Elsewhere, pillows patterned in yellow, orange and turquoise add a touch of pizzazz to the prevailing whites and grays. The vibrant-colored cushions are from Oomph, an ever-growing home decor collection founded by Louise, who designs all the pieces, and her friends Amy Rice and Patty Hopple. In 2009 “when the world was caving in,” says Louise, the trio conceived Oomph to bring some color and fun to life. With the idea that “three simple elements of great design can totally transform any room,” they launched the line with pillows, accent chairs and tables just big enough to hold one cocktail—their signature Tini tables. To these basics they’ve added mirrors, lamps and other accessories in sumptuous colors like Parakeet (bright green), Fireworks (lively coral) and Turkish Coffee (rich brown). The richly lacquered pieces are made by Connecticut craftsmen.
In the Brooks house, which faces directly east on a ledge that overlooks Long Island Sound, the morning sun streams through ceiling-high, custom-designed windows into main-floor rooms that flow gracefully into one another. Classical architectural elements, like molding and pilasters, are deftly integrated into the modern layout of the rooms to bring coziness to their nine-and-a-half-foot height. These tall ceilings and the arched doorways Louise tends to favor give the otherwise casual space a feeling of grandeur. Nautical touches are restrained and sophisticated, like original paintings by Ray Ellis, the preeminent landscape painter of Martha’s Vineyard and a longtime friend of Ned’s family.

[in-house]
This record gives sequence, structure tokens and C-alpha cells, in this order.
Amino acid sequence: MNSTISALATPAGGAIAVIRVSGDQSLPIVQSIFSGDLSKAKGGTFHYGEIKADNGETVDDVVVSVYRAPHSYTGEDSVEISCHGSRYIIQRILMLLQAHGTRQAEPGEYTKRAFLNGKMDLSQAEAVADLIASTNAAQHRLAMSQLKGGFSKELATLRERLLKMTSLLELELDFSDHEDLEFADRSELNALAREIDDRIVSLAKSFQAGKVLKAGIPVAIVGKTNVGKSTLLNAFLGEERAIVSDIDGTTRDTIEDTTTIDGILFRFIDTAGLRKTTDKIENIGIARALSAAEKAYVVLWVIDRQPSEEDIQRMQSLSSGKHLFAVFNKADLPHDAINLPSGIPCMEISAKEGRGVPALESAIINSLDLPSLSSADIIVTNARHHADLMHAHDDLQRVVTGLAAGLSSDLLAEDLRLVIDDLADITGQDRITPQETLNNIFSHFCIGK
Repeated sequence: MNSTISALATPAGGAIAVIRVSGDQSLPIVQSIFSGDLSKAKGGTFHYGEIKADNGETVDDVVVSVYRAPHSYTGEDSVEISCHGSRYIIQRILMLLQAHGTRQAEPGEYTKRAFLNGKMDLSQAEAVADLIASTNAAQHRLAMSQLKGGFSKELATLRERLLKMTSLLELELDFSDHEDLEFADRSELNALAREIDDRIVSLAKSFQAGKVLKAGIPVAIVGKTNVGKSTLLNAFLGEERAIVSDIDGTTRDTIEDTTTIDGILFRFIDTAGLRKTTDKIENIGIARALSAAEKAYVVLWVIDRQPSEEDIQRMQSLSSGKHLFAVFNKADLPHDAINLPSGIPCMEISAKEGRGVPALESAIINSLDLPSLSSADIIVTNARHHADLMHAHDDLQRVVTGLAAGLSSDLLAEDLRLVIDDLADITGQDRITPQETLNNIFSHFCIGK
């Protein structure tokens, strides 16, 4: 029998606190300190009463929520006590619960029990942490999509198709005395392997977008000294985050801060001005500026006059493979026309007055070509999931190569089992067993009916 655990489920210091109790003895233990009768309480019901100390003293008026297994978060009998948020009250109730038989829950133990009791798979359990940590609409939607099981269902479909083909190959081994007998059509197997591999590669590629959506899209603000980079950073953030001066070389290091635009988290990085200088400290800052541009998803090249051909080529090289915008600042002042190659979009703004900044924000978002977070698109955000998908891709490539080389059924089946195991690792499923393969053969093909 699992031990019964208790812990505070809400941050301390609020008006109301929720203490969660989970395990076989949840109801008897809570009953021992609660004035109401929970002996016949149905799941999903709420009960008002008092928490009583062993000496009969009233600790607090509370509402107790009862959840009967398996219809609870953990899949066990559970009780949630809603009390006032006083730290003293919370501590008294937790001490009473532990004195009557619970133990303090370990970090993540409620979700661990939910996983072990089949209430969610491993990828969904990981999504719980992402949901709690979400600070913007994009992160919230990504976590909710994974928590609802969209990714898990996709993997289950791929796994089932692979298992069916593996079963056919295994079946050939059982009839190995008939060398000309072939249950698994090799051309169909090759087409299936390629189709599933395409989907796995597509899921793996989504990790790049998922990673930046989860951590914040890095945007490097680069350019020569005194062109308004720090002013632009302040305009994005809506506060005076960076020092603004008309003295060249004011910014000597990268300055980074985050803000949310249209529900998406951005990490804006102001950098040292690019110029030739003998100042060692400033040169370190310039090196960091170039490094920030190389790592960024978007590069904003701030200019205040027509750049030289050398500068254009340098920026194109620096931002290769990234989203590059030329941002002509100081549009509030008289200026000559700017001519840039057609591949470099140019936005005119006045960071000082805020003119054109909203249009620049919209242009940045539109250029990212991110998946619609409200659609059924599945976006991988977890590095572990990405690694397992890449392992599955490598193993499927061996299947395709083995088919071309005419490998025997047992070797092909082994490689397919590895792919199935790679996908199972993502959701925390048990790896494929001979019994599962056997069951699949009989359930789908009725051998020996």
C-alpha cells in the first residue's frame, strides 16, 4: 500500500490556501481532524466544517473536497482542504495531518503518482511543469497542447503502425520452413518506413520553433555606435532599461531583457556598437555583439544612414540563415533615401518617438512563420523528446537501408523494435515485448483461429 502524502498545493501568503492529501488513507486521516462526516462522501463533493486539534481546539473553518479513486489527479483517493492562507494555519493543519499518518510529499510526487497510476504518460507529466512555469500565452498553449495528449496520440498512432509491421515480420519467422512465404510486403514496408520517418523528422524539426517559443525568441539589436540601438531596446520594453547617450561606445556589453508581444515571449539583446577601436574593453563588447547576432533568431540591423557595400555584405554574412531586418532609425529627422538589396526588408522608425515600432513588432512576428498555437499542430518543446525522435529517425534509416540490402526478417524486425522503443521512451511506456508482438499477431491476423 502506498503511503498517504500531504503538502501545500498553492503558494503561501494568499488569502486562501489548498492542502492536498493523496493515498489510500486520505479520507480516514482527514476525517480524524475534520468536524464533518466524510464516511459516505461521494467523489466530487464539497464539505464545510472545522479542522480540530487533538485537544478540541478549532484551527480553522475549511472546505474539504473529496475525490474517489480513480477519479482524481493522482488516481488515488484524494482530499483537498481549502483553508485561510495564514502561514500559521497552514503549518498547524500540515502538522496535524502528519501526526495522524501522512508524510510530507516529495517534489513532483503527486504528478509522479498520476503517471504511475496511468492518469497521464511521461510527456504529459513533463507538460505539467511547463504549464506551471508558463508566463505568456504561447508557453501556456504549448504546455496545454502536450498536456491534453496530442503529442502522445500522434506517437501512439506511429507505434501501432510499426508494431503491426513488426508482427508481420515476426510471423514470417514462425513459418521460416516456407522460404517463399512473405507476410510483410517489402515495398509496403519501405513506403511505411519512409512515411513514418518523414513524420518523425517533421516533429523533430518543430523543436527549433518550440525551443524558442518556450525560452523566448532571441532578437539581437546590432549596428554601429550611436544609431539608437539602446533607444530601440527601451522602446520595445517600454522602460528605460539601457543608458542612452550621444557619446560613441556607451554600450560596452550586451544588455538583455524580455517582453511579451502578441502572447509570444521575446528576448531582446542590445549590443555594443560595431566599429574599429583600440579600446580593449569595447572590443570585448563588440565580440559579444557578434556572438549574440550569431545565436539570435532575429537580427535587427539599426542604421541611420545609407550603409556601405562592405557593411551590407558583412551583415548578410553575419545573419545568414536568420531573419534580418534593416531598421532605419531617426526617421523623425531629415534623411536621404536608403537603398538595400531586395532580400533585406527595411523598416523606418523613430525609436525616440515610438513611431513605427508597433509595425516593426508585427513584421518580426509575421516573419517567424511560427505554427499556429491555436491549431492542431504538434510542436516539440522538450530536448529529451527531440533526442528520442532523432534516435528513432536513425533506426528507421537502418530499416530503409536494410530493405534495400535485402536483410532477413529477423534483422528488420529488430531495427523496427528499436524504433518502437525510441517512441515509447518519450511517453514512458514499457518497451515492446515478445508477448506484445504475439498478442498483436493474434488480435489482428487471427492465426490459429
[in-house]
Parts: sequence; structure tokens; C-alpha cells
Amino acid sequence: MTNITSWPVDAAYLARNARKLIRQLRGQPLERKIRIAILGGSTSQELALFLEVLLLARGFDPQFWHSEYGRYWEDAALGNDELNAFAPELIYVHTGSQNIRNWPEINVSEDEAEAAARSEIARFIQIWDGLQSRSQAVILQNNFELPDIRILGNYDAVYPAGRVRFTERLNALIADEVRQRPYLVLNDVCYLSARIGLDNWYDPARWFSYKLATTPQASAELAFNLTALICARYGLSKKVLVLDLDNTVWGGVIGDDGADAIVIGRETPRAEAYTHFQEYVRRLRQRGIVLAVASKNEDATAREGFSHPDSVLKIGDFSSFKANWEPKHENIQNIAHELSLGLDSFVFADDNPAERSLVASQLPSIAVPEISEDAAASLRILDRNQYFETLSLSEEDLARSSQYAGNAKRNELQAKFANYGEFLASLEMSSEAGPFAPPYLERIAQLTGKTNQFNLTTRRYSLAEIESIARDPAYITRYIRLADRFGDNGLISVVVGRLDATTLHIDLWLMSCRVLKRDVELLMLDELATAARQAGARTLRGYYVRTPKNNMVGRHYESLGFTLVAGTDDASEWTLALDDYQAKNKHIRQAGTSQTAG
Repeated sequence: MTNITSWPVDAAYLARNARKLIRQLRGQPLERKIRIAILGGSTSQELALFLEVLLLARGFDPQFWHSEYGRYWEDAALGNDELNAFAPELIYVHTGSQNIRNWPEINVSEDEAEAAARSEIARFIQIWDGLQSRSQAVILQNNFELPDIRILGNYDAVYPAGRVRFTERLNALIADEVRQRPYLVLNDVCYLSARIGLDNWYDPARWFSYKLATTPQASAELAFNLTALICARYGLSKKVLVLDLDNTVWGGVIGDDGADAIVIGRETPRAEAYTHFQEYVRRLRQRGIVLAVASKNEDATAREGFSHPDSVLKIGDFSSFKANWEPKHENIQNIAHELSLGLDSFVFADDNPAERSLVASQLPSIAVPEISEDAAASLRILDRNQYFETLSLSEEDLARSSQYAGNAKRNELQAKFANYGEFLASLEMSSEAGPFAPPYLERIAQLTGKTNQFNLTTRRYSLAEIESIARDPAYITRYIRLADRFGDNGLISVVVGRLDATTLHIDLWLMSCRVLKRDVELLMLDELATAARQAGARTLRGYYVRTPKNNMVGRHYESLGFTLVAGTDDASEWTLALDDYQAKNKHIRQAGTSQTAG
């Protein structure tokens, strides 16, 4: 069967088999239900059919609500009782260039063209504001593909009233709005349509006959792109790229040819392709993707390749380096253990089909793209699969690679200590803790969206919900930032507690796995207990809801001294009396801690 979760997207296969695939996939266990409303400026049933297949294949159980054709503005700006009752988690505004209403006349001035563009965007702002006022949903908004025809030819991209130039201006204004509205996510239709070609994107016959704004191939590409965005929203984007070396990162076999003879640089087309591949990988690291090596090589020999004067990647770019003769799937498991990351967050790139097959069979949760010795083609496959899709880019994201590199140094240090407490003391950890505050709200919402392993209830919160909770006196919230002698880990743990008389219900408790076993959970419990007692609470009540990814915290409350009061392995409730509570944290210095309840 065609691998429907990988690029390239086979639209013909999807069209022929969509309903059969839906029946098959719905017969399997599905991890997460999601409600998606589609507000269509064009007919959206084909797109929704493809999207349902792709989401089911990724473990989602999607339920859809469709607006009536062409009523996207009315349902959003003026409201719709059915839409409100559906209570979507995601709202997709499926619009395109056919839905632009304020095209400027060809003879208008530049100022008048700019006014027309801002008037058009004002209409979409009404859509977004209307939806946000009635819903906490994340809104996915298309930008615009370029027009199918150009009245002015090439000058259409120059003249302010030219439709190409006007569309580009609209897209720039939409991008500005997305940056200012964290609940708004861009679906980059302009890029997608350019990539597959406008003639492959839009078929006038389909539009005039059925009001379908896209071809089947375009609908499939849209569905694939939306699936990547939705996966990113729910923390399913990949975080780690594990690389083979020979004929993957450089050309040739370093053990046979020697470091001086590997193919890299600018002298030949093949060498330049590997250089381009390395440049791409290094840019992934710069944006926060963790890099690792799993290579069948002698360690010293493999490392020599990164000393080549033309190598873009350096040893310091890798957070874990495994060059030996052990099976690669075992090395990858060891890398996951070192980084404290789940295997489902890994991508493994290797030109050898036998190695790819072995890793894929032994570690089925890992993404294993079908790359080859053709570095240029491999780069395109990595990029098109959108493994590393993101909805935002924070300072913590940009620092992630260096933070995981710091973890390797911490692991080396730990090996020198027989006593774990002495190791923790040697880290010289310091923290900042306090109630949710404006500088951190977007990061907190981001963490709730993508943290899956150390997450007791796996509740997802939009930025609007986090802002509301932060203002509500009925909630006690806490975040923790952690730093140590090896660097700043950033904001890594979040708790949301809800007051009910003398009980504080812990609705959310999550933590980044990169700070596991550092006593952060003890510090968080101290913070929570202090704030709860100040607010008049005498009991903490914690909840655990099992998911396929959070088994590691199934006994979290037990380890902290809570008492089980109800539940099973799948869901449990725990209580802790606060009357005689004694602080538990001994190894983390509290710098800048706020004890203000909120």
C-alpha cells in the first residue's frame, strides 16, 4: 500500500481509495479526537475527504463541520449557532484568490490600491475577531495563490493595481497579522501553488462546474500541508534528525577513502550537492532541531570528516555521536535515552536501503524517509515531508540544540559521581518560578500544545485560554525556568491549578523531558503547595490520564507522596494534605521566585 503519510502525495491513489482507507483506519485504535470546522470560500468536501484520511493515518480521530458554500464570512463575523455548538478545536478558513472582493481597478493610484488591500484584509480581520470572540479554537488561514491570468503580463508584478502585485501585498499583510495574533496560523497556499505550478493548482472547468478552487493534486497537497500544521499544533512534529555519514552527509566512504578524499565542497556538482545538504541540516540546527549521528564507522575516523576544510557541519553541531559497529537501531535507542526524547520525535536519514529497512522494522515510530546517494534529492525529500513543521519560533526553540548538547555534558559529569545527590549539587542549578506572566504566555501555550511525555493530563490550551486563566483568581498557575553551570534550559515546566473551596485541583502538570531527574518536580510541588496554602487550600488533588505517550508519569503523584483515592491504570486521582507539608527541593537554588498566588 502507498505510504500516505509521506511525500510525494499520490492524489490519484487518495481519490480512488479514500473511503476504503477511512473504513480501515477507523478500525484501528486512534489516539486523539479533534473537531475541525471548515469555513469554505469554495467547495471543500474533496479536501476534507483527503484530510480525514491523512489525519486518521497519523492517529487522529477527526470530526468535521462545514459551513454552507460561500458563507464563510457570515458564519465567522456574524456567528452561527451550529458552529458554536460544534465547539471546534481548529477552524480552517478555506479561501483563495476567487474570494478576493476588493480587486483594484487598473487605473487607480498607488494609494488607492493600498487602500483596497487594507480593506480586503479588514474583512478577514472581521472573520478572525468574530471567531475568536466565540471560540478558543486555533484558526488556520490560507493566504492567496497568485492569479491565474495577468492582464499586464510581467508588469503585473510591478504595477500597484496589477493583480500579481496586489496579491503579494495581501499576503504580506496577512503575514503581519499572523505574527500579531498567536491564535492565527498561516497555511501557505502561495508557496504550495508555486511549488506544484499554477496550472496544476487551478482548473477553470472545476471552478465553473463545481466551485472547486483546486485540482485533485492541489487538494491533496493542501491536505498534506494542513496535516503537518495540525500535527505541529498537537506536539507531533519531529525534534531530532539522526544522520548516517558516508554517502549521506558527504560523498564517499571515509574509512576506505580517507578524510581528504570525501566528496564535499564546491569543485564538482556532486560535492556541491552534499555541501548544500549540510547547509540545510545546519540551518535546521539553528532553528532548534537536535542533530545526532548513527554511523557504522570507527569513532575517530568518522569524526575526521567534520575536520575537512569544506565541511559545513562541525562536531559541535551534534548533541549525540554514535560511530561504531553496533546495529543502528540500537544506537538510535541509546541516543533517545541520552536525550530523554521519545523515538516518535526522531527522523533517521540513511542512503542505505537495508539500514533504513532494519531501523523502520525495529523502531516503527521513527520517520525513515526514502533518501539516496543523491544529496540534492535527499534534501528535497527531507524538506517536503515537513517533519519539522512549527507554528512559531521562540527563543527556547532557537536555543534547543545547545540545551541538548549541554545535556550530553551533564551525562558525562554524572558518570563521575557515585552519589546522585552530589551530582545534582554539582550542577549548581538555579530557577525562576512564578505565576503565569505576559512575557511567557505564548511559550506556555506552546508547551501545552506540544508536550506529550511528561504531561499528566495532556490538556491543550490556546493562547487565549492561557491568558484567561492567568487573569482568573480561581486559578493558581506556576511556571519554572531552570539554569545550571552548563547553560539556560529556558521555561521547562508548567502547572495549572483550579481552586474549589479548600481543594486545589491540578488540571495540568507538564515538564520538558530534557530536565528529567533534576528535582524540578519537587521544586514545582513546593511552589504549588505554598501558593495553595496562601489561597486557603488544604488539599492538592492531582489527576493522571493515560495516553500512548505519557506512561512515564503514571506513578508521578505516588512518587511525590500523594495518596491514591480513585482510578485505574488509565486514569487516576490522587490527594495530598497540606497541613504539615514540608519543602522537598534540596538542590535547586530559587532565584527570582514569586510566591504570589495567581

“The house works very well for the two of us or everyone together,” says Louise. She confesses that her spacious dressing room is her favorite spot in the house: “I spend a lot of time there; it’s where I have my coffee and get ready for the day.” She designed the open closets and glass-front cupboards so that her clothes are where she can see them.
Ned, who as a boy vacationed on the Vineyard, where the family still summers, likes the view from his second-floor office, where he can keep an eye on his moored twenty-four-foot catboat while he works. In the evening, husband and wife often relax together in the kitchen, where the counter height accommodates Ned, the de facto chef in the family.
Louise’s passions for design and her family are matched by a love of entertaining. For the couple’s frequent dinner parties, she says, “It was important to be able to seat twenty-five.”
Eschewing a formal dining room, she designed an alcove off the living room for dining, with French doors that open onto an outdoor patio alcove that has Bermuda shutters for privacy. She stores serving dishes, trays and other party paraphernalia in closets built into the sides of an arched doorway that echoes the curve of the big bow window in front of it. With a similar sleight of hand, Louise designed the kitchen island to conceal a TV behind cupboard doors, and another TV in the master bedroom rises out of a vintage blanket chest at the touch of a button. There’s also a little brick-walled room where Ned can chop wood without going outside, a lower-level gym and a project room where Louise paints and wraps presents.
Comparing her new house to her beloved Georgian Colonial, Louise observes, “It has all the same bells and whistles . . . plus the view.”
Architecture: Louise Brooks, Brooks and Falotico
Interior design: Lynn Morgan
Builder: Artisans Home Builders
October 16, 2017
October 13, 2017
October 12, 2017
January 01, 1942
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January 01, 1932